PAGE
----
The Good, the Bad, and the Feminist
I hate feminism.
I don’t mean the well-reasoned, equalist feminism. That stuff is awesome. I mean that radical bull aiming to create laws that make it so women have more rights than men. I mean the feminists who hope to resolve some vendetta against men by charging them more for a community event in some misguided attempt to highlight the pay disparity.
Is the goal to hit us back based on gender alone? We’re not all oppressors – I promise. And when did two wrongs start making a right? My bad. I must have missed that memo.
These must be the same women who will use their feminine wiles to manipulate and control the weaker-willed among us or evade traffic tickets by rocking the water works. Weird how we’re sensitive to that, huh? Damn you, hormones and empathy!
That said, there is a whole world of feminists who are doing it right. Anita Sarkeesian, for example, the woman behind FeministFrequency.com.
You’ll find no torches or pitchforks here, ladies and gentleman. She is well researched, reasonable, and levelheaded. She’s an educator first and foremost.
Addressing topics across the spectrum from literature to pop-culture to Legos, Sarkeesian discusses how these things affect our growing culture both subtly and overtly in regards to sexism.
I first heard about her when I happened across her Kickstarter project to fund a series called “Tropes vs. Women in Video Games.” Now, bear in mind I’m a huge gaming fanboy. I went in ready for battle, but as I watched her video introduction to what she hopes to accomplish, my reactions progressed as such:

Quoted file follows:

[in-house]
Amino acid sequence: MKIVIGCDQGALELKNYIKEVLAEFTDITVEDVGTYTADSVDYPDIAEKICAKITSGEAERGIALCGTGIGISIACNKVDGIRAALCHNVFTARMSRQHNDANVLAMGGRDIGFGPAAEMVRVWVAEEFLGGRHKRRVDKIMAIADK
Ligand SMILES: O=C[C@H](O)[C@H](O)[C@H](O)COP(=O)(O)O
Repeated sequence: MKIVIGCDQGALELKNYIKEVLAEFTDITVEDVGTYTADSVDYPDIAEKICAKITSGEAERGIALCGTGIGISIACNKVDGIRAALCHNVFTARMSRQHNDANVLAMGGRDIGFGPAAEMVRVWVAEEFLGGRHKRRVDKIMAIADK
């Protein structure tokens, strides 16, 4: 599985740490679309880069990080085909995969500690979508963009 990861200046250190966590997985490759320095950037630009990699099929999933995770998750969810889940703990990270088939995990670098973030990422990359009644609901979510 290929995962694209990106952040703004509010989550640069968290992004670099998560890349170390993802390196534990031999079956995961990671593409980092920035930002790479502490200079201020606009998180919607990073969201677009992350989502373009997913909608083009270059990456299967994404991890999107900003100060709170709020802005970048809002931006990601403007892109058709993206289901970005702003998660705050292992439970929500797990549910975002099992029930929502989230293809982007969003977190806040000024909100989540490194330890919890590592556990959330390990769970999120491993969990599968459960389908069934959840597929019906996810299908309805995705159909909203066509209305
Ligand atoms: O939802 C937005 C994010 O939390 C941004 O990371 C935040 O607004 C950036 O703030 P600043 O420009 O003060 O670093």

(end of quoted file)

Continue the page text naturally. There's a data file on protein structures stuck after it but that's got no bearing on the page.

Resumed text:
- I will fight you!
- But, but …
- Well, that might be true.
- I hear you. Please, go on.
- Heck yes! You go girl! (I mean woman.)
Then I donated some money and watched a bunch of her videos. Oh, and I’m writing this. Am I a traitor to the wonderful world of gaming? No, not at all. I’m actually supporting an idea that will bring awareness to a slanted tendency of society and possibly aid in the artistic evolution of my favorite medium, attracting more respect toward each of these.
That’s the power of feminism done right. I was swayed to her point-of-view by diplomacy and reason – swayed “against” something I will always side with.
I put the word “against” in quotes there because she is not fighting with or trying to bash on video games. It’s more an effort to enhance the whole of things – for everyone. That should be how feminists work in general.
(I encourage you to watch this video for more on what she’s working toward and how she goes about it.)